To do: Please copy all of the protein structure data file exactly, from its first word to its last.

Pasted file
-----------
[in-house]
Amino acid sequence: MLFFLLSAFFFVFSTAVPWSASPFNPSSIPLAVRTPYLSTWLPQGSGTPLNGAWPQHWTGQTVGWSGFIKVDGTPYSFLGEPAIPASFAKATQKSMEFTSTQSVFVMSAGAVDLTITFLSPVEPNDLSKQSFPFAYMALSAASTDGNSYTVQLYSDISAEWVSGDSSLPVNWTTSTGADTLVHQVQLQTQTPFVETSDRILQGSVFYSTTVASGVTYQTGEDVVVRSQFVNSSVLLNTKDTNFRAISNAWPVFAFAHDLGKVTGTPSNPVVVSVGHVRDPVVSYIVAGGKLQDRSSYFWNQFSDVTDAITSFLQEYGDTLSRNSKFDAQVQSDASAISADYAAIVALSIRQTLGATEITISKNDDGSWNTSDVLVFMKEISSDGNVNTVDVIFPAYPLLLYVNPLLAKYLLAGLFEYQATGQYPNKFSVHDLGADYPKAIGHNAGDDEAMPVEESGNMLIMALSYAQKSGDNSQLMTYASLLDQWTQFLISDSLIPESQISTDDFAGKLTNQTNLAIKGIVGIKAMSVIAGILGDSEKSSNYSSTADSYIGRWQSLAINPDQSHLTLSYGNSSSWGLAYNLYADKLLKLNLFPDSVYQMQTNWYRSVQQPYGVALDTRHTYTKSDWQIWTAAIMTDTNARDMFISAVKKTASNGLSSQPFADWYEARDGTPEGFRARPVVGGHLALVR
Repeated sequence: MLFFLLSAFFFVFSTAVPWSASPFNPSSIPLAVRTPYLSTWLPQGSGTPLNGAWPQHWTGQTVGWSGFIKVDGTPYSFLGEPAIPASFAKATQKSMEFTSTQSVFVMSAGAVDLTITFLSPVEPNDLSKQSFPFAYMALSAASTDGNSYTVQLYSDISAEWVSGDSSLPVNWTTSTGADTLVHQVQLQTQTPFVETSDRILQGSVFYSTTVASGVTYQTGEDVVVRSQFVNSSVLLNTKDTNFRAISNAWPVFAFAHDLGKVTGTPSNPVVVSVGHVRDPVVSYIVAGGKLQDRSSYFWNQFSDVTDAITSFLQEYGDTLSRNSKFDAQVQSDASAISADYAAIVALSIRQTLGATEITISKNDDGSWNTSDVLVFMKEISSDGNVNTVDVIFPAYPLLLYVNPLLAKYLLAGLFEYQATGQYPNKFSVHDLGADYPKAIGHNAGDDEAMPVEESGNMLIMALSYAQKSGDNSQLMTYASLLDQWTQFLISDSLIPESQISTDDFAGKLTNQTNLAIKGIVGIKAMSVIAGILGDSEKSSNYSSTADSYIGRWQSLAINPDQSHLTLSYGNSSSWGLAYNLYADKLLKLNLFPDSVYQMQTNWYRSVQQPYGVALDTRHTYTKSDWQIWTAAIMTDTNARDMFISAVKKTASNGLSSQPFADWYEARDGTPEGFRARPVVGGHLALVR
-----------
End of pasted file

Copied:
[in-house]
Amino acid sequence: MLFFLLSAFFFVFSTAVPWSASPFNPSSIPLAVRTPYLSTWLPQGSGTPLNGAWPQHWTGQTVGWSGFIKVDGTPYSFLGEPAIPASFAKATQKSMEFTSTQSVFVMSAGAVDLTITFLSPVEPNDLSKQSFPFAYMALSAASTDGNSYTVQLYSDISAEWVSGDSSLPVNWTTSTGADTLVHQVQLQTQTPFVETSDRILQGSVFYSTTVASGVTYQTGEDVVVRSQFVNSSVLLNTKDTNFRAISNAWPVFAFAHDLGKVTGTPSNPVVVSVGHVRDPVVSYIVAGGKLQDRSSYFWNQFSDVTDAITSFLQEYGDTLSRNSKFDAQVQSDASAISADYAAIVALSIRQTLGATEITISKNDDGSWNTSDVLVFMKEISSDGNVNTVDVIFPAYPLLLYVNPLLAKYLLAGLFEYQATGQYPNKFSVHDLGADYPKAIGHNAGDDEAMPVEESGNMLIMALSYAQKSGDNSQLMTYASLLDQWTQFLISDSLIPESQISTDDFAGKLTNQTNLAIKGIVGIKAMSVIAGILGDSEKSSNYSSTADSYIGRWQSLAINPDQSHLTLSYGNSSSWGLAYNLYADKLLKLNLFPDSVYQMQTNWYRSVQQPYGVALDTRHTYTKSDWQIWTAAIMTDTNARDMFISAVKKTASNGLSSQPFADWYEARDGTPEGFRARPVVGGHLALVR
Repeated sequence: MLFFLLSAFFFVFSTAVPWSASPFNPSSIPLAVRTPYLSTWLPQGSGTPLNGAWPQHWTGQTVGWSGFIKVDGTPYSFLGEPAIPASFAKATQKSMEFTSTQSVFVMSAGAVDLTITFLSPVEPNDLSKQSFPFAYMALSAASTDGNSYTVQLYSDISAEWVSGDSSLPVNWTTSTGADTLVHQVQLQTQTPFVETSDRILQGSVFYSTTVASGVTYQTGEDVVVRSQFVNSSVLLNTKDTNFRAISNAWPVFAFAHDLGKVTGTPSNPVVVSVGHVRDPVVSYIVAGGKLQDRSSYFWNQFSDVTDAITSFLQEYGDTLSRNSKFDAQVQSDASAISADYAAIVALSIRQTLGATEITISKNDDGSWNTSDVLVFMKEISSDGNVNTVDVIFPAYPLLLYVNPLLAKYLLAGLFEYQATGQYPNKFSVHDLGADYPKAIGHNAGDDEAMPVEESGNMLIMALSYAQKSGDNSQLMTYASLLDQWTQFLISDSLIPESQISTDDFAGKLTNQTNLAIKGIVGIKAMSVIAGILGDSEKSSNYSSTADSYIGRWQSLAINPDQSHLTLSYGNSSSWGLAYNLYADKLLKLNLFPDSVYQMQTNWYRSVQQPYGVALDTRHTYTKSDWQIWTAAIMTDTNARDMFISAVKKTASNGLSSQPFADWYEARDGTPEGFRARPVVGGHLALVR